Martin Li, Luo Songsong
LOCAL residents will be subject to a maximum fine of 500 yuan (US$80) if they fail to clear the excrement of their pets in public places, according to the city’s regulation promoting civilized behavior, which is scheduled to take effect March 1.
Said to be the first of its kind in China, the regulation was approved by the standing committee of the city’s legislature Tuesday after three public consultations.
The penalty is based on the city’s current management rule on dog-rearing, according to the regulation.
“The fine is reasonable, because pet owners, who are like custodians, should be responsible for the behavior of their pets,” said Zhang Mizhe, a Nanshan resident who owns two dogs.
Meanwhile, Zhang suggested that either the city government or residential communities should install special dust bins for pet excrement to make it easy for people to dump their animals’ waste. The measure is also expected to reduce the pressure on sanitation workers.
In addition, Zhang called for the cancellation of a 300-yuan yearly pet management fee.
“The government doesn’t provide corresponding service and there is no such fee in developed countries like Japan,” said Zhang.
The regulation details fines on 10 kinds of public behavior deemed uncivilized, including spitting and littering.
A maximum fine of 200 yuan will be imposed on people who litter, spit, and throw garbage.
People who smoke in public places — including restaurants, sidewalks, train stations, and parks — will be fined up to 500 yuan. People who illegally occupy, damage or demolish public sanitation facilities will be fined up to 10,000 yuan.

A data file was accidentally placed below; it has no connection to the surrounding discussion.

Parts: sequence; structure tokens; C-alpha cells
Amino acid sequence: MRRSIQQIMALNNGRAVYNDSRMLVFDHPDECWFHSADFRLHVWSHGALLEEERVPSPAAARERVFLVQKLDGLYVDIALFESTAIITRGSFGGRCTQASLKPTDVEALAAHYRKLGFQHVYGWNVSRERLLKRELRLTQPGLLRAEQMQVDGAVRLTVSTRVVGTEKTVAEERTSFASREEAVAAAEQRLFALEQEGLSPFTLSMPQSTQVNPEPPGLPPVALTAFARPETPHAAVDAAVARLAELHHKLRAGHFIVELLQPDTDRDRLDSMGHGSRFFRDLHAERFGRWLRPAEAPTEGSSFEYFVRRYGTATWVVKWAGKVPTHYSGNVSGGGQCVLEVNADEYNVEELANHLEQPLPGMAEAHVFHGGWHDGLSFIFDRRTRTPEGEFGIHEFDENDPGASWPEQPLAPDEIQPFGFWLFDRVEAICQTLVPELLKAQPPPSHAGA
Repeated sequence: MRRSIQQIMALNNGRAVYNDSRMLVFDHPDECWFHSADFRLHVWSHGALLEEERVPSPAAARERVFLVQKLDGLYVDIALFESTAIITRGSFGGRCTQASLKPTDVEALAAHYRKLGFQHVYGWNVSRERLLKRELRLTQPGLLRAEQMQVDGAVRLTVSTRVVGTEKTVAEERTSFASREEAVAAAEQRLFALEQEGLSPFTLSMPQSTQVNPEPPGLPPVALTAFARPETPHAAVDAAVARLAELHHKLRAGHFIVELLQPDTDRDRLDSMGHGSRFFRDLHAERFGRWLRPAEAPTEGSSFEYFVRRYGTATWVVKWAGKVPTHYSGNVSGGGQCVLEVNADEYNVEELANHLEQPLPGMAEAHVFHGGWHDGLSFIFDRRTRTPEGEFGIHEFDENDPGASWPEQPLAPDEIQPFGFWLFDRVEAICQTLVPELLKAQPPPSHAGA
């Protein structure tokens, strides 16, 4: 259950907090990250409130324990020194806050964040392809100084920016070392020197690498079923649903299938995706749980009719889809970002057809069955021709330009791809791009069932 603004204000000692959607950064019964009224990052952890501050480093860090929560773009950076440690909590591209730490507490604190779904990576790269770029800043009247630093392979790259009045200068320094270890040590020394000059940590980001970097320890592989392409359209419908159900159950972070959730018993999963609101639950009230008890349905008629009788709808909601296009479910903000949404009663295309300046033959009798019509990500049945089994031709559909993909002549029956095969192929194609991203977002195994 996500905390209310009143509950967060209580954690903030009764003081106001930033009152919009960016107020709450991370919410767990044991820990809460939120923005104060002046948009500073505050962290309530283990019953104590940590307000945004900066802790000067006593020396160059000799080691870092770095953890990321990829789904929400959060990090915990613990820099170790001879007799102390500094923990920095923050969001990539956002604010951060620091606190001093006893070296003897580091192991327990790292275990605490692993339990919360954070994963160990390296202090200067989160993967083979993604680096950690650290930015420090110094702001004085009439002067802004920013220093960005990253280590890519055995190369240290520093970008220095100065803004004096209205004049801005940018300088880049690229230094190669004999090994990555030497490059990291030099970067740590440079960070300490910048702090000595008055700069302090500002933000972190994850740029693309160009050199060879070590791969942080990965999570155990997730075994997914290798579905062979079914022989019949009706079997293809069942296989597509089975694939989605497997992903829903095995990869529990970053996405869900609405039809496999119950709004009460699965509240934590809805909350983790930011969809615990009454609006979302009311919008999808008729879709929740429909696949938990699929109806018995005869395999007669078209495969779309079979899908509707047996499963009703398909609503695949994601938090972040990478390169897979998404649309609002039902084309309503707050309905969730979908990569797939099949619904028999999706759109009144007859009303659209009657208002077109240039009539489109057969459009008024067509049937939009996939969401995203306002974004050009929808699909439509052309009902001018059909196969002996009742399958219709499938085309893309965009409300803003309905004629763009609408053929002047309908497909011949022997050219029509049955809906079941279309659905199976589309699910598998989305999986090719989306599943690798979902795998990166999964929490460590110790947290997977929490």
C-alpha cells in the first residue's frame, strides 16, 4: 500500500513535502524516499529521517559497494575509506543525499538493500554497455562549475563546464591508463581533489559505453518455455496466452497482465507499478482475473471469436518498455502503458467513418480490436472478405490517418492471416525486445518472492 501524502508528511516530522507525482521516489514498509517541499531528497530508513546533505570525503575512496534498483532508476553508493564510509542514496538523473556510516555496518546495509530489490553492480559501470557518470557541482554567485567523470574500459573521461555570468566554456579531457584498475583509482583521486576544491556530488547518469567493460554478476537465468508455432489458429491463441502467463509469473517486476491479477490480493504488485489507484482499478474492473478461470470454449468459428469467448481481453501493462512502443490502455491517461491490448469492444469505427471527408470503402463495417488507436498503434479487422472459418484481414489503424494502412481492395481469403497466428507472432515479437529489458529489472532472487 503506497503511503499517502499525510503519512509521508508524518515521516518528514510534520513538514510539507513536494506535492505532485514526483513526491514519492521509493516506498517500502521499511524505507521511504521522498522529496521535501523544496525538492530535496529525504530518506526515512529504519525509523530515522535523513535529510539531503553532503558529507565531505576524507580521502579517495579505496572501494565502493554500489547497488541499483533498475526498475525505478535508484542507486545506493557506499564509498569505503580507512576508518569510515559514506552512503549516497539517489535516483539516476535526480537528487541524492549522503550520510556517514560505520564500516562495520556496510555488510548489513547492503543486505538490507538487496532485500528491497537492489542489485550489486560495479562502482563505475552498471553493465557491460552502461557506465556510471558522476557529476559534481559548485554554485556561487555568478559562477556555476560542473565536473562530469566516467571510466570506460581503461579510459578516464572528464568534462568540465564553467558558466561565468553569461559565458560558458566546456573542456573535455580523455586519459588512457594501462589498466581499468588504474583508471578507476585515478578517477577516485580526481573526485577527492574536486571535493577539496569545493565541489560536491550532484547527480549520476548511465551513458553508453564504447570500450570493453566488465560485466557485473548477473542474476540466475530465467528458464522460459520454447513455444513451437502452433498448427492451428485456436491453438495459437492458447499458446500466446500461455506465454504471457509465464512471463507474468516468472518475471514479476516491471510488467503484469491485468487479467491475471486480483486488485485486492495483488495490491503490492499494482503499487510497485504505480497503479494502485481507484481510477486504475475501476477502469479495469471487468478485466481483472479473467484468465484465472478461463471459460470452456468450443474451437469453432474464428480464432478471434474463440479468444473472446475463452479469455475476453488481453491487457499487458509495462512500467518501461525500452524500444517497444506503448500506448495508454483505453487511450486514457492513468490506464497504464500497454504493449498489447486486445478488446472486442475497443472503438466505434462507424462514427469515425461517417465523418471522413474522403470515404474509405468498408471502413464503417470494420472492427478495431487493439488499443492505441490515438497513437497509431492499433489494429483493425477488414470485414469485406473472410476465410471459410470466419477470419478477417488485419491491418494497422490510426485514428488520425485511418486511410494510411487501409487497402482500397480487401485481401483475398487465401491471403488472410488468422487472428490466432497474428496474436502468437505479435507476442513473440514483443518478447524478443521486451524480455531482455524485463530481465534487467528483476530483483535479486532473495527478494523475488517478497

“Whether the regulation can be enforced efficiently depends on the willingness of law enforcers. Initially, enforcing the regulation will require a lot of money and manpower,” said Zhao Mingxin, an associate law professor of Shenzhen University.
Zhao was involved in drafting the regulation.
“There will be a brief period of strict and intense enforcement of the regulation after it takes effect. When the regulation starts deterring and restricting residents, the enforcement will become regular,” said Zhao. Zhao said the detailed fines were determined by referring to average per capita disposable income, which is a common practice in Hong Kong and Singapore.
Public behavior deemed uncivilized
■Improper disposal of chewing gum and cigarettes.
■Littering in public places.
■Littering or trespassing on urban green land which is off-limits to residents.
■Graffitting on public property.
■Throwing garbage out of vehicles or from buildings.
■Dumping or burning waste in undesignated places.
■Failing to clear pet excrement in public places.
■Illegally occupying, damaging or demolishing public sanitation facilities.
■Smoking in nonsmoking areas.